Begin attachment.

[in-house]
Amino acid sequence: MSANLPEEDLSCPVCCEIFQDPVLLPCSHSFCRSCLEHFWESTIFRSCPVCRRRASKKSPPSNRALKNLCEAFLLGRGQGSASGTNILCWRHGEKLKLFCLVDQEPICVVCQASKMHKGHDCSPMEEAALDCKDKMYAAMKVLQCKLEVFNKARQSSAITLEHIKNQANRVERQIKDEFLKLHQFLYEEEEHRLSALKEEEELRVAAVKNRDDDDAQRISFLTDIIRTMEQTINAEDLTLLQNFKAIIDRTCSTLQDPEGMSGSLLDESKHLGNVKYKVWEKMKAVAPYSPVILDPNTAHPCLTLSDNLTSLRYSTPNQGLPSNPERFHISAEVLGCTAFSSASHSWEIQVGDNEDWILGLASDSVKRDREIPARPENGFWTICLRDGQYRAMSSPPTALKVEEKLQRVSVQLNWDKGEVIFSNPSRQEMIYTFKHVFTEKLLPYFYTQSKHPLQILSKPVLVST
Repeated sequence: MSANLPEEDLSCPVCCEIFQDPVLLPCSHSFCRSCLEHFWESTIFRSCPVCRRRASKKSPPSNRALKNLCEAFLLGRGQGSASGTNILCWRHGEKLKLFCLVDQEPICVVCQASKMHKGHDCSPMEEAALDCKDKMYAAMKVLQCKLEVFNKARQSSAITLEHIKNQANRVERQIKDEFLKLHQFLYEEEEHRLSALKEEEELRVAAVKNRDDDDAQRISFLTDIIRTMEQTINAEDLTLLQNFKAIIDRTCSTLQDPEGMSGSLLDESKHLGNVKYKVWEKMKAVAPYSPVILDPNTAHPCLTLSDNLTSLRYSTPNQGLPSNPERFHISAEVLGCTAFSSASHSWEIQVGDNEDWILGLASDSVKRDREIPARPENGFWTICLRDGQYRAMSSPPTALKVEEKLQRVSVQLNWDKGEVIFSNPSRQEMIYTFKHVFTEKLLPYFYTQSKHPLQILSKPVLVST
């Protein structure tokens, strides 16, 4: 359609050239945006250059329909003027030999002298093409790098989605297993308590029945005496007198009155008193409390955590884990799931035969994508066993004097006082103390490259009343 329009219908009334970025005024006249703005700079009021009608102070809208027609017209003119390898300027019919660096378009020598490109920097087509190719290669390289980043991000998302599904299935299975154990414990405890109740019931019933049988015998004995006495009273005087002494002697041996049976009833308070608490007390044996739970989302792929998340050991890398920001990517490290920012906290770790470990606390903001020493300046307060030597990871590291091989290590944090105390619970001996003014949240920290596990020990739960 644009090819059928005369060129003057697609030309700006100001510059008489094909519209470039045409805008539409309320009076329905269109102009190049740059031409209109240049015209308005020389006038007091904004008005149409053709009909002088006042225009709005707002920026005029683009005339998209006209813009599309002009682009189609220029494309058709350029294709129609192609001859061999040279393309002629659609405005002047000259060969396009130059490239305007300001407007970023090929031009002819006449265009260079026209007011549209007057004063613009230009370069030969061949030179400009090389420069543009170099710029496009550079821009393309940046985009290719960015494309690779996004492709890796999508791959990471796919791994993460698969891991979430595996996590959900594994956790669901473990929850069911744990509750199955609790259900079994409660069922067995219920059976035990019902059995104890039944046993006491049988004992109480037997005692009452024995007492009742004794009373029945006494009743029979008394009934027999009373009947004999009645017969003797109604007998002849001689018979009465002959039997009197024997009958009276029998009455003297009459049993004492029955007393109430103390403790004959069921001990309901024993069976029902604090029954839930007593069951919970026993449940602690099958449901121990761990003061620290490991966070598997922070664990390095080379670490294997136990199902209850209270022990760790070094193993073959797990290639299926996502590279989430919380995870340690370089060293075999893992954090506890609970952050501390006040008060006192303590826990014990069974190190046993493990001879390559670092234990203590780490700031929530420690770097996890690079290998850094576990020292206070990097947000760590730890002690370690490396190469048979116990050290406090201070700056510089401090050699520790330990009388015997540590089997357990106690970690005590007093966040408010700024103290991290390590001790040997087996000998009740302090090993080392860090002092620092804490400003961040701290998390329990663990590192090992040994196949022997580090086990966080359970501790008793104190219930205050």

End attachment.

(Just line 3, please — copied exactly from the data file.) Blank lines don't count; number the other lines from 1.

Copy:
Repeated sequence: MSANLPEEDLSCPVCCEIFQDPVLLPCSHSFCRSCLEHFWESTIFRSCPVCRRRASKKSPPSNRALKNLCEAFLLGRGQGSASGTNILCWRHGEKLKLFCLVDQEPICVVCQASKMHKGHDCSPMEEAALDCKDKMYAAMKVLQCKLEVFNKARQSSAITLEHIKNQANRVERQIKDEFLKLHQFLYEEEEHRLSALKEEEELRVAAVKNRDDDDAQRISFLTDIIRTMEQTINAEDLTLLQNFKAIIDRTCSTLQDPEGMSGSLLDESKHLGNVKYKVWEKMKAVAPYSPVILDPNTAHPCLTLSDNLTSLRYSTPNQGLPSNPERFHISAEVLGCTAFSSASHSWEIQVGDNEDWILGLASDSVKRDREIPARPENGFWTICLRDGQYRAMSSPPTALKVEEKLQRVSVQLNWDKGEVIFSNPSRQEMIYTFKHVFTEKLLPYFYTQSKHPLQILSKPVLVST